Many owner-operators have had several years of experience as an employee driver, or a driver who is employed by a company and drives a company owned truck, prior to becoming an owner-operator. It is not a requirement to have been an employee driver, though.
Types of Owner-Operators
There are two main types of owner-operators. First there is the common carrier. Common carriers are owner-operators who are available to be hired by a shipper or broker. Next there is contract carriers. Contract carriers are hired by specific companies for a set amount of time to haul their loads. During these times contract carriers are typically not available to work for other employers.
What to Consider as an Owner-Operator
As with starting any business, there are going to be many hurdles for you to clear before you are up and running smooth. First, there are going to be business expenses that can start to add up quickly.
Buying or leasing a truck is one of the biggest questions you will need to answer when you decide to become an owner-operator. There are options to buy used trucks, which can range from $60,000 – $100,000+, or to lease a truck from an already established company.
Maintenance and operating costs for large trucks is also extremely costly. It has been estimated that the annual cost of operating a tractor trailer is $180,000. Fuel will typically be the biggest operating cost, with truck maintenance typically right behind.
Just as with driving a vehicle that does not require a CDL, you will be required by federal law to be fully insured as an owner-operator. The specific insurance requirements will vary depending on what type of owner-operator you are and also what type of vehicle you will be driving and what type of materials you will be transporting. For example, if you are hauling hazardous materials (HAZMAT) you will be required to have specific insurance covering you. You can view specific insurance requirements here.
Delivery drivers will pick up, transport and deliver goods or products within a given area or location. These specific types of delivery drivers will operate vehicles that weigh less than 26,000 pounds. For anything weighing more than 26,000 pounds a commercial drivers license will most likely be required. Typically, delivery drivers will be the connection between a distribution center and businesses and residential areas.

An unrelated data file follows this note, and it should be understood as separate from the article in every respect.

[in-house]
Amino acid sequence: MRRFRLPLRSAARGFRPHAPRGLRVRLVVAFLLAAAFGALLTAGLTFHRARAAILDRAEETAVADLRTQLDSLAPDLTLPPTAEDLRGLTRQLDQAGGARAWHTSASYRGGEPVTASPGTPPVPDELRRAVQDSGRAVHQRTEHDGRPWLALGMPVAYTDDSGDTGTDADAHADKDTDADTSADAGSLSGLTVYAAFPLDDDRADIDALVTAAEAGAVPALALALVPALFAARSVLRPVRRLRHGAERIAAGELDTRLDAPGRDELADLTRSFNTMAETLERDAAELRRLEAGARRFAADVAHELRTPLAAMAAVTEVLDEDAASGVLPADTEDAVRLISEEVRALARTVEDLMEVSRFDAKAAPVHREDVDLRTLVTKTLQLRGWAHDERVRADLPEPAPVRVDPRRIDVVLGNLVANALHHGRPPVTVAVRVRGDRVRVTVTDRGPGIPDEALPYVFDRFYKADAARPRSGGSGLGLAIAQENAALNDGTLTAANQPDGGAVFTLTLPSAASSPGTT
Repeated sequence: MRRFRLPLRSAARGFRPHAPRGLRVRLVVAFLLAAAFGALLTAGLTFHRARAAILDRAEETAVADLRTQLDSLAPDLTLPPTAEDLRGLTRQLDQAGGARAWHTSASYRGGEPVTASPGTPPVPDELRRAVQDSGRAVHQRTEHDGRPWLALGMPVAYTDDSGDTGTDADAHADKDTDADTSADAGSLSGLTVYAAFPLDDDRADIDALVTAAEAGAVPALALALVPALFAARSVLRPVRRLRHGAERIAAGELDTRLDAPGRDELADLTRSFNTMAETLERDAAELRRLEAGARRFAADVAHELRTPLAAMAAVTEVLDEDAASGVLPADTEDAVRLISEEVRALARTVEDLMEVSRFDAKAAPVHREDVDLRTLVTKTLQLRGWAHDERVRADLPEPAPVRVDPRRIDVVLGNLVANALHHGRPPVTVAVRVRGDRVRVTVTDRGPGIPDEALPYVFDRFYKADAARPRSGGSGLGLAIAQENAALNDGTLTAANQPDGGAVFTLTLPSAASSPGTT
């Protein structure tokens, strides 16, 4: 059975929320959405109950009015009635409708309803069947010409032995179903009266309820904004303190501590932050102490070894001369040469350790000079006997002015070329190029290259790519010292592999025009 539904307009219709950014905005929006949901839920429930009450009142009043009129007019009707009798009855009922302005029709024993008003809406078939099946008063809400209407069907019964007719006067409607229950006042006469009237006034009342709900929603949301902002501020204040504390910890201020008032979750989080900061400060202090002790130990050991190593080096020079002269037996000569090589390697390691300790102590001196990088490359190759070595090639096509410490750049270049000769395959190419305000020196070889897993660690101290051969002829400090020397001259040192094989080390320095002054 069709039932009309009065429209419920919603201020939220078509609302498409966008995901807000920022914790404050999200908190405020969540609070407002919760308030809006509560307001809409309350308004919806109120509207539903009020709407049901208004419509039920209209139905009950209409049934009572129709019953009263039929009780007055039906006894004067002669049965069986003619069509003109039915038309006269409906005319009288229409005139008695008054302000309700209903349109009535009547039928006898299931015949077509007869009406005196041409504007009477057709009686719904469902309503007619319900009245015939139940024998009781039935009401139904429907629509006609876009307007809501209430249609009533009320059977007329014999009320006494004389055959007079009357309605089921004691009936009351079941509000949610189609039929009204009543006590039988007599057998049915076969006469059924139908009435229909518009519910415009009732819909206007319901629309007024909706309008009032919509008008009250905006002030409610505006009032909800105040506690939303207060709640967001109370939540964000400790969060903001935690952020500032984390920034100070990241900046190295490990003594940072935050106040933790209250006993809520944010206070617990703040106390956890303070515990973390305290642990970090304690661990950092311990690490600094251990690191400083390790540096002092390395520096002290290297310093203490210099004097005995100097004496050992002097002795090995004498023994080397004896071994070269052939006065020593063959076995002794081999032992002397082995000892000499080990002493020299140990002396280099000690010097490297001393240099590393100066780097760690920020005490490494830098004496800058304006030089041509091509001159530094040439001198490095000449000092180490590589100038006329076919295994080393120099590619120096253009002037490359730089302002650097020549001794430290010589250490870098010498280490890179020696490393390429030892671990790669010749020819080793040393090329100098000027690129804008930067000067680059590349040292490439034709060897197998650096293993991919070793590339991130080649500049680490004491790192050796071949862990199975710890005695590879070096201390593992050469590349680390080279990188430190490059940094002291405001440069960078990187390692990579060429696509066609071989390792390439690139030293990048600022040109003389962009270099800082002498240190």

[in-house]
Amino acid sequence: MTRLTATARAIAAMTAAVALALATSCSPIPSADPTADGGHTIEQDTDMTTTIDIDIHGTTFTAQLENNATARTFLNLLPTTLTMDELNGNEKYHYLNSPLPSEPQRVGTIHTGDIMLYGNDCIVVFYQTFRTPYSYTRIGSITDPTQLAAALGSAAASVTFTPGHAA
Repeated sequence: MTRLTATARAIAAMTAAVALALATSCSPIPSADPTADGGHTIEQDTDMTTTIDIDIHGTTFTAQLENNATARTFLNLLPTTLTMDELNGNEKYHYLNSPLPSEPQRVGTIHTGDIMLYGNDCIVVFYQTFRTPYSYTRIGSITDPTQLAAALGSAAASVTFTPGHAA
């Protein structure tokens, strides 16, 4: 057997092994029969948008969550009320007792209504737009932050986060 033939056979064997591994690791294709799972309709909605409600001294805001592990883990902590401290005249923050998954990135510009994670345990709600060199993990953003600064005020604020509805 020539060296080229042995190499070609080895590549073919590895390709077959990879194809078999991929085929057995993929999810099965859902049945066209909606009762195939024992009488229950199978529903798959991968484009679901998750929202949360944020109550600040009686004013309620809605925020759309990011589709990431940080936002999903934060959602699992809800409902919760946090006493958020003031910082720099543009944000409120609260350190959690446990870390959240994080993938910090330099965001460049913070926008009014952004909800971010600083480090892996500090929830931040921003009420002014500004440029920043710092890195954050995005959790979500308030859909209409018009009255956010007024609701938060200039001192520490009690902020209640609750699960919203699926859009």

In order to be hired for a delivery driver job you will need to have a drivers license in the state where you wish to work and most likely a clean driving history. There may be a short period of on-the-job training where you will shadow a more experienced driver to examine their routines and habits.
Work Environment of Delivery Driver Jobs
The work environment for delivery driver jobs is typically one that is somewhat physically demanding. Delivery drivers are often expected to load and unload their trucks, and they may be on a deadline to do it, so it helps to be in decent physical shape. Due to the physical demands of their job, delivery drivers have one of the highest rates of injury among any profession.
Many delivery drivers will be on full time employment, and begin their work day early in the morning. Dealing with traffic and other drivers is a potentially stressful aspect of the job, so it is important to keep a calm demeanor while working.
Outlook for Delivery Driver Jobs
According to the Bureau of Labor Statistics, delivery drivers made a median salary of $31,450 in 2017, with the highest 10% of workers earning more than $48,000. So being a delivery driver does provide an option as a longer term career. It is estimated that delivery driver jobs will grow by 4% by the year 2026, which is slightly below the national average for all occupations.
One of the many factors to consider is that as e-commerce continues to grow, the demand for packages to be delivered to homes will grow with it. So as long as packages aren’t being delivered by drones in the nest 10 years, the outlook seems pretty stable for delivery driver jobs.